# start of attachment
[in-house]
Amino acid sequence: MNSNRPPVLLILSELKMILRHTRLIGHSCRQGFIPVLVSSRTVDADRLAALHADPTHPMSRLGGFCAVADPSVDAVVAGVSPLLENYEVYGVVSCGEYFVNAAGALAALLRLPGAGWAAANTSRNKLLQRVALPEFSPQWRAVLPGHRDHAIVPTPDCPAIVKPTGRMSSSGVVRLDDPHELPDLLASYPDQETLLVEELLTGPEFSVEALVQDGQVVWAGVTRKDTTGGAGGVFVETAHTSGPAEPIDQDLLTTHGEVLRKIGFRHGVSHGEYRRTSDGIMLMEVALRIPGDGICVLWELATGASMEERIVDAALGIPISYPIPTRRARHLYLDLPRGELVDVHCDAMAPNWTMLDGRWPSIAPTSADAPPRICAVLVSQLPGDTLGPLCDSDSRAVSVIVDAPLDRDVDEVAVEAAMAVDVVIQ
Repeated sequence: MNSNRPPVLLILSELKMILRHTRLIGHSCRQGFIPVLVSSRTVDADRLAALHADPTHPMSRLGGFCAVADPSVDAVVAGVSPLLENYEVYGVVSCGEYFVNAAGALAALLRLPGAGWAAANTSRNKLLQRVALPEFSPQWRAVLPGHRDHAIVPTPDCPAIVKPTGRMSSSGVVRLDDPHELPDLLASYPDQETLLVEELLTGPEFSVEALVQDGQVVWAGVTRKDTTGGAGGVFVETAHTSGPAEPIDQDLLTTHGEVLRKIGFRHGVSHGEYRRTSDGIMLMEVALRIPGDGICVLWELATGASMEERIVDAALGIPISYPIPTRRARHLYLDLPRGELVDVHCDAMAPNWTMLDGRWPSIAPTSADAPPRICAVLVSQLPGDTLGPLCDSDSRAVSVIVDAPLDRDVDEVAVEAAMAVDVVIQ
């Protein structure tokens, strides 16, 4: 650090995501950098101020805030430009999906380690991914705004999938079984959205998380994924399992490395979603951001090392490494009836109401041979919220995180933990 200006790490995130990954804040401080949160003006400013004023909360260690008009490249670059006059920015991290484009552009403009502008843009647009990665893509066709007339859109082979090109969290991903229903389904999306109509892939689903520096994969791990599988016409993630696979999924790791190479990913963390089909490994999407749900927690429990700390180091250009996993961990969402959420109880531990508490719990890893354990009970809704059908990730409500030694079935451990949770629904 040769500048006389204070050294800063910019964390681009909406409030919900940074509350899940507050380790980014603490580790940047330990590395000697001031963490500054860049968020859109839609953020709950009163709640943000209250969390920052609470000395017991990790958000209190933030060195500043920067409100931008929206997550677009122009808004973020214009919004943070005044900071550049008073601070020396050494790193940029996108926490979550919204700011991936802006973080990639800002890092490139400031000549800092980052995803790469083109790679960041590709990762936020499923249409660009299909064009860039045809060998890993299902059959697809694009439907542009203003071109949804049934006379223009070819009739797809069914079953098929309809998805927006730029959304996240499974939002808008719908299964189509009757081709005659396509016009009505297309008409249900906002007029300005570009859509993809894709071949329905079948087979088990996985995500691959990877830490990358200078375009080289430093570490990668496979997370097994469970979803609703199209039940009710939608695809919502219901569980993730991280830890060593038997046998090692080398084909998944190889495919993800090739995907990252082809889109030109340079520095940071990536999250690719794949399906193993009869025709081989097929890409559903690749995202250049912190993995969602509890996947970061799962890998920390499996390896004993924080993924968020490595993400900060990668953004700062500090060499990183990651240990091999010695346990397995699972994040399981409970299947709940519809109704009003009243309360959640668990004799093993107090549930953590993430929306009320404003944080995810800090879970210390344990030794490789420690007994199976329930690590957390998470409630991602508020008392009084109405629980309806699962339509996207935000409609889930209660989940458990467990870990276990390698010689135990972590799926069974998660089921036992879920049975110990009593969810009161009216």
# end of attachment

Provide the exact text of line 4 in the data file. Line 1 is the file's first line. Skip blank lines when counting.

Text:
């Protein structure tokens, strides 16, 4: 650090995501950098101020805030430009999906380690991914705004999938079984959205998380994924399992490395979603951001090392490494009836109401041979919220995180933990 200006790490995130990954804040401080949160003006400013004023909360260690008009490249670059006059920015991290484009552009403009502008843009647009990665893509066709007339859109082979090109969290991903229903389904999306109509892939689903520096994969791990599988016409993630696979999924790791190479990913963390089909490994999407749900927690429990700390180091250009996993961990969402959420109880531990508490719990890893354990009970809704059908990730409500030694079935451990949770629904 040769500048006389204070050294800063910019964390681009909406409030919900940074509350899940507050380790980014603490580790940047330990590395000697001031963490500054860049968020859109839609953020709950009163709640943000209250969390920052609470000395017991990790958000209190933030060195500043920067409100931008929206997550677009122009808004973020214009919004943070005044900071550049008073601070020396050494790193940029996108926490979550919204700011991936802006973080990639800002890092490139400031000549800092980052995803790469083109790679960041590709990762936020499923249409660009299909064009860039045809060998890993299902059959697809694009439907542009203003071109949804049934006379223009070819009739797809069914079953098929309809998805927006730029959304996240499974939002808008719908299964189509009757081709005659396509016009009505297309008409249900906002007029300005570009859509993809894709071949329905079948087979088990996985995500691959990877830490990358200078375009080289430093570490990668496979997370097994469970979803609703199209039940009710939608695809919502219901569980993730991280830890060593038997046998090692080398084909998944190889495919993800090739995907990252082809889109030109340079520095940071990536999250690719794949399906193993009869025709081989097929890409559903690749995202250049912190993995969602509890996947970061799962890998920390499996390896004993924080993924968020490595993400900060990668953004700062500090060499990183990651240990091999010695346990397995699972994040399981409970299947709940519809109704009003009243309360959640668990004799093993107090549930953590993430929306009320404003944080995810800090879970210390344990030794490789420690007994199976329930690590957390998470409630991602508020008392009084109405629980309806699962339509996207935000409609889930209660989940458990467990870990276990390698010689135990972590799926069974998660089921036992879920049975110990009593969810009161009216």